The first section of the Edexcel Religious Studies IGCSE course looks at various issues to do with the place of human beings in the world.
Below is the specification for each topic area within section A and a link to the specific notes for that topic.
The full specification can be found at the Edexcel website.
Religious and non-religious beliefs/teachings about the origin of the universe and the place of human beings in it; religious beliefs/teachings about its purpose; (differing) views as to why people believe that human beings have a responsibility for the planet; and the different ways in which they can exercise this responsibility. Religious and non-religious beliefs/teachings about the relationship of human beings to other creatures, including (differing) views about the commonality of all living beings; the dominance of human beings over all other creatures; how human beings should treat animals; and animal rights. Christian beliefs/teachings about creation; stewardship; and the uniqueness of human beings.
Religious and non-religious beliefs/teachings about the nature of human beings. (Differing) views about immortality and the soul; why some people believe that human beings have a soul, while others do not; and why some people believe that the real world is nothing more than the physical world (physicalism). Christian beliefs/teachings about the nature of human beings, with particular reference to the body, the spirit and the soul.
Religious and non-religious beliefs/teachings about human selfishness, greed, ignorance and sin; selfishness, greed, ignorance and sin as the root causes of human wrongdoing; and whether they can be overcome. (Differing) views about human responsibility for hatred, injustice, violence and war in the world; and whether hatred, injustice, violence and war are inevitable features of a world inhabited by human beings. Christian beliefs/teachings about selfishness, greed, ignorance and sin, and the nature of sin.
Religious and non-religious beliefs/teachings about free will, determinism and predestination. (Differing) views about whether human beings have free will and its limitations; whether determinism means that human beings’ choices and actions cannot be free; the extent to which human beings should be held responsible (and punished) for their actions; and whether God decides their fate. Christian beliefs/teachings about human freedom and its limitations, and predestination.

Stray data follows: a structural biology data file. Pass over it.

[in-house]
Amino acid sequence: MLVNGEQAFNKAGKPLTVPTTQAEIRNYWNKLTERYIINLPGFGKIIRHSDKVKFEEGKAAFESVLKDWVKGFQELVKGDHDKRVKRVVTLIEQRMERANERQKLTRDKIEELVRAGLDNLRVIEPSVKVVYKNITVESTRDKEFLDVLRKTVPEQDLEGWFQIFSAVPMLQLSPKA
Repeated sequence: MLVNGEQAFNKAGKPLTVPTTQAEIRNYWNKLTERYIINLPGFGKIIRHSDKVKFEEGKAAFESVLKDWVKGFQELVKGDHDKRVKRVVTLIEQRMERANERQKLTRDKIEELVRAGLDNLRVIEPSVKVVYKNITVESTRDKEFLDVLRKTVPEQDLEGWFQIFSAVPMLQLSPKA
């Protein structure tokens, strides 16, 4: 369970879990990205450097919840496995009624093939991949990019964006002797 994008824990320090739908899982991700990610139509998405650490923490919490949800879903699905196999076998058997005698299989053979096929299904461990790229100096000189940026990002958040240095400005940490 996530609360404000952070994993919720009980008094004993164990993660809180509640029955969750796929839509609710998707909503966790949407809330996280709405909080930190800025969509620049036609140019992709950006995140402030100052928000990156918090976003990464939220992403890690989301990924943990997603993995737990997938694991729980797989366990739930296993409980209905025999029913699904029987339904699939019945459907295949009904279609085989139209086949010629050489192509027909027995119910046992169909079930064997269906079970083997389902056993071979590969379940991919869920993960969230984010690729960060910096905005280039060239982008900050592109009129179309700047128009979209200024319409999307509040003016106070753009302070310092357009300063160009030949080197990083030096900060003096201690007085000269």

Religious and non-religious beliefs/teachings, and (differing) views about death and human destiny; whether or not there is an afterlife; and why some people believe in life after death, while others do not. Religious beliefs/teachings about the nature of life after death; linear and cyclical views of human existence; resurrection; rebirth; judgement; and the law of cause and effect in relation to life after death. Christian beliefs/teachings about heaven and hell; judgement, resurrection; and the Last Judgement.
Afterlife: Continuation of existence after death
Animal rights: (The principle of) treating animals fairly
Commonality (of all living beings): (The belief that) all living creatures are part of the same process of development
Cyclical (view of human existence): (The belief that) time has no beginning or end and that the soul of human beings is reborn again and again
Determinism: (The view that) every event has a cause, which may also involve believing that human beings cannot have free will, as their choices and actions are caused
Dominance (of human beings): (The belief that) human beings have been given the right to exercise control over all other living beings
Free will: (The belief that) the human will is free, so human beings can choose and act freely
Greed: An excessive desire for things, such as wealth or food, which bears no relation to actual needs
Human destiny: The future of human beings/what happens to them when they die
Ignorance (in relation to wrongdoing): Not knowing or understanding the difference between right and wrong, or what makes actions wrong
Immortality: The idea that the soul lives on after the death of the body
Judgement (by God): The decision of God about the destiny of human beings
Law of cause and effect (in relation to human actions): (The belief that) every human action has an automatic consequence
Linear (view of human existence): (The belief that) time has a beginning and an end, and that human beings live only once on earth
Physicalism: (The belief that) the real world is nothing more than the physical world
Predestination (by God): (The belief that) God has already decided the fate of human beings
Rebirth: (The belief that) the soul is reborn into another body
Resurrection: (The belief that) after death, the body stays in the grave until the end of the world when it is raised
Selfishness: Self-interest and concern with individual needs/wants which excludes considering those of others
Sin: Behaviour which is against the law of God
Soul: The spiritual or non-material part of a person